- 60% of GPs would privately refer if treatment isn't available on the NHS
- 57% are unaware of the procedures no longer funded by their PCT
- 43% have concerns over the care offered by the NHS
- 49% of all GPs ask their patients if they have private medical insurance (stated incorrectly as all – relates only to the 500 GPs surveyed)
- 61% of GPs would be more likely to refer privately if there was better access to health insurance
- 40% believe lack of take-up of insurance is the biggest barrier to referral
These figures are interesting. They are not very surprising at a time of NHS funding slowdown that has been predictable since the autumn of 2007, but they are interesting.
Who are Spire?
Spire is the rebranded name given by private equity firm Cinven to a hospital group which has grown from 25 of the former BUPA Hospitals, which Cinven bought in September 2007.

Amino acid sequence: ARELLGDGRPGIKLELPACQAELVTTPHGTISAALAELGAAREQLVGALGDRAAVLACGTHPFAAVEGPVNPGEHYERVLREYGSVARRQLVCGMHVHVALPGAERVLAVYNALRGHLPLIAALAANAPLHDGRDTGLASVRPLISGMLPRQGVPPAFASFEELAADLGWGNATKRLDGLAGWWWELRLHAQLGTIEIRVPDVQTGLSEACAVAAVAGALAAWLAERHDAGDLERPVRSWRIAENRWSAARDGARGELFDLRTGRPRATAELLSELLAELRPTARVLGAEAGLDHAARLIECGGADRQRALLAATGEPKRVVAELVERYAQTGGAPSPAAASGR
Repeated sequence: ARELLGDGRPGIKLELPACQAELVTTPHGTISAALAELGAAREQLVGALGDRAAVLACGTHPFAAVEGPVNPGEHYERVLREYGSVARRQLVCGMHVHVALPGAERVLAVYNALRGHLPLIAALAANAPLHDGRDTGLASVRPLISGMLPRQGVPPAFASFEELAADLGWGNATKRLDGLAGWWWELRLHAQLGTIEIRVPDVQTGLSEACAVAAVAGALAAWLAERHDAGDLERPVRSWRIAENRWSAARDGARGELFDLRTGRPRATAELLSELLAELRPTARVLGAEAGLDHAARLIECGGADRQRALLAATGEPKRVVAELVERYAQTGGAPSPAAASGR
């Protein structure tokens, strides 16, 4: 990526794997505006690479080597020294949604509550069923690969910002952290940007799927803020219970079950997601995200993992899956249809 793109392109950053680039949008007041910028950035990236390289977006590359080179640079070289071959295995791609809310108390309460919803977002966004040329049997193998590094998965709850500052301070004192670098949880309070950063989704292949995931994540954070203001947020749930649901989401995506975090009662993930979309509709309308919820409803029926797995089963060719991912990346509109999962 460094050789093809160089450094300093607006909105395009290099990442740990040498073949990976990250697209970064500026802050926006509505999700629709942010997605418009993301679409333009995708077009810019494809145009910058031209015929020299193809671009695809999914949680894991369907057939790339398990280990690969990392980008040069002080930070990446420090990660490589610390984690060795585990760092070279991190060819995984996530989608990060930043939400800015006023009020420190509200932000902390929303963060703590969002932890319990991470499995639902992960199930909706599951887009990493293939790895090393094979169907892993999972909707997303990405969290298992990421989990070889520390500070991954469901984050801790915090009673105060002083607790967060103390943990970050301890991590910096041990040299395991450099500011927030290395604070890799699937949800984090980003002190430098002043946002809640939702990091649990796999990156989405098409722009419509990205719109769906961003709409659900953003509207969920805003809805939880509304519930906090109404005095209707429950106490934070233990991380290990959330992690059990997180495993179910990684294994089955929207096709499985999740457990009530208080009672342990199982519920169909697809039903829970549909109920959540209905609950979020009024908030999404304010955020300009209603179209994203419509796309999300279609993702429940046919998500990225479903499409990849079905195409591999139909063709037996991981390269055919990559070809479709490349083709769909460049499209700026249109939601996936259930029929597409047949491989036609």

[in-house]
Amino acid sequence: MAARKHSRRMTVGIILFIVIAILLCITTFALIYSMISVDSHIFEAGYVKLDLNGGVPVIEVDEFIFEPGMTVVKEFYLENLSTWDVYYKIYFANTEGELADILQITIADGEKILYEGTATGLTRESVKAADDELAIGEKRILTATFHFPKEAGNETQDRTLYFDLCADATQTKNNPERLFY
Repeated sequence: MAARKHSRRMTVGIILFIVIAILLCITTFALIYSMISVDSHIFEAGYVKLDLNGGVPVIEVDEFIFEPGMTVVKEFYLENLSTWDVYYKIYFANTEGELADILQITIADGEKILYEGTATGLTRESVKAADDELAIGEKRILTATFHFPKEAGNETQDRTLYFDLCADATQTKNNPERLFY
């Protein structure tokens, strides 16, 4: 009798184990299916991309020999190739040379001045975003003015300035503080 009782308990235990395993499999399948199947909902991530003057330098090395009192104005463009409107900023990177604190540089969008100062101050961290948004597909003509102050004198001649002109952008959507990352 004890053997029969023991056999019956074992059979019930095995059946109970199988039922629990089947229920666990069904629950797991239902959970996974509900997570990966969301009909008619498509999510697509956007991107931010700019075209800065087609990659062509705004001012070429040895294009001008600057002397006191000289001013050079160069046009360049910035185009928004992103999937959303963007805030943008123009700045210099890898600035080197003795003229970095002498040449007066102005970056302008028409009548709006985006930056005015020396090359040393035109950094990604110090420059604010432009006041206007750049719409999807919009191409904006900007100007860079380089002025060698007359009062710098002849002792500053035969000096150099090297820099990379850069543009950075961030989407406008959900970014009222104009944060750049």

Spire’s last half-year report (which their website states was produced in June 2010, but which within the document is dated September 2010 is funkily titled, ‘Continued revenue growth and efficiency improvement’.
It reveals that Spire have 37 hospitals in UK and 1,935 beds, and the half-year document states, ”as expected, Private Medical Insured (PMI) hospital activity contracted slightly in the first half of the year, consistent with fewer lives being covered by insurers during the recession. We forecast demand from PMI patients to recover into 2011.